I cannot stress this point enough. Far too many people, in trying to begin a spiritual life, merely adopt the most popular spiritual practices or disciplines. Usually they take too much upon themselves, including things that do not actually nourish them. In the end, they fail, and this leads them to think poorly of themselves. Eventually they conclude that God must also think poorly of them. This ultimately leads to resentment.
This is one reason why I am glad I am not God. He does not tell us what to do and never thinks poorly of us for trying. He does not deserve our recriminations when the plans we set for ourselves do not come to fruition. Instead of being angry at failure, we should simply try again, but this time with a plan that is reasonable and workable.
It’s Not a Means to an End
The second most common reason for failure in the spiritual life lies in treating it as a means to an end. No one should undertake a substantive life of prayer and devotion thinking it will make them holy, eradicate all suffering, or assure a comfortable, successful life. In no way is this what following Christ entails. This is just an attempt at gaming God, and it treats prayer as a form of magic. Thinking that God must do certain things for me because of what I do for God is an absolute and egregious blasphemy.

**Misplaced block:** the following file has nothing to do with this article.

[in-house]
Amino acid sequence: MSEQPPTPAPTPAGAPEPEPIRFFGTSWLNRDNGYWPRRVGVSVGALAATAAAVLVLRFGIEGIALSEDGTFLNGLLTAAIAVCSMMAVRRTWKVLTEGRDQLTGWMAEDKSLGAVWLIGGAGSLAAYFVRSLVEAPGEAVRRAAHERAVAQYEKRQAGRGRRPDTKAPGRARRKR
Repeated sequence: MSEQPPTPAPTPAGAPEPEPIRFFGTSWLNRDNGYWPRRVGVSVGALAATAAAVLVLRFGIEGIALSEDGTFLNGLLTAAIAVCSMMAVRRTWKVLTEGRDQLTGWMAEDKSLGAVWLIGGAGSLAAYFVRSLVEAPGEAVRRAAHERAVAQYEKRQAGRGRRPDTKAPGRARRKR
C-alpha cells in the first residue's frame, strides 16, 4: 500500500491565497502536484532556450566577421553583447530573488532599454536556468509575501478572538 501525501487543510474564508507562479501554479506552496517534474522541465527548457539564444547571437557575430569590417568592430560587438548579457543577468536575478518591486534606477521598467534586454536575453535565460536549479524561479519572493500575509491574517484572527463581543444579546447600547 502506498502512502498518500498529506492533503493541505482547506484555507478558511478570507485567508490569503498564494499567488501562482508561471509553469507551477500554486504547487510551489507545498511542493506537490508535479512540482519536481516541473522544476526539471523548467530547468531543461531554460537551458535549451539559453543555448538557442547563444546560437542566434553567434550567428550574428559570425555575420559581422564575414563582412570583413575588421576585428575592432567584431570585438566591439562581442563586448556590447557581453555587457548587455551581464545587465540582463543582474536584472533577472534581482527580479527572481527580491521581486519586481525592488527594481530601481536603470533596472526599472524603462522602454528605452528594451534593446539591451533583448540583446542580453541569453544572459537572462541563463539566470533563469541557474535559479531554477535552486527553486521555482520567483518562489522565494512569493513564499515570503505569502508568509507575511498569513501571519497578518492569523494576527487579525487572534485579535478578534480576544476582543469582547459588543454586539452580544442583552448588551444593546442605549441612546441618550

God does not bend to my will or yours; as followers of Christ, we are supposed to bend to his. God is never bound by what we do, even when done out of love for him. We should undertake the things we do for God simply because we must, period. I spend time with Jesus each day not because of how it makes me feel (sometimes I really do not feel like it) or because I promised the Church I would. I do it because I cannot live without it, and, in fact, I could not get out of bed if I did not. Perhaps there are other motivations for embracing each new day, but the only one that works for me is Jesus.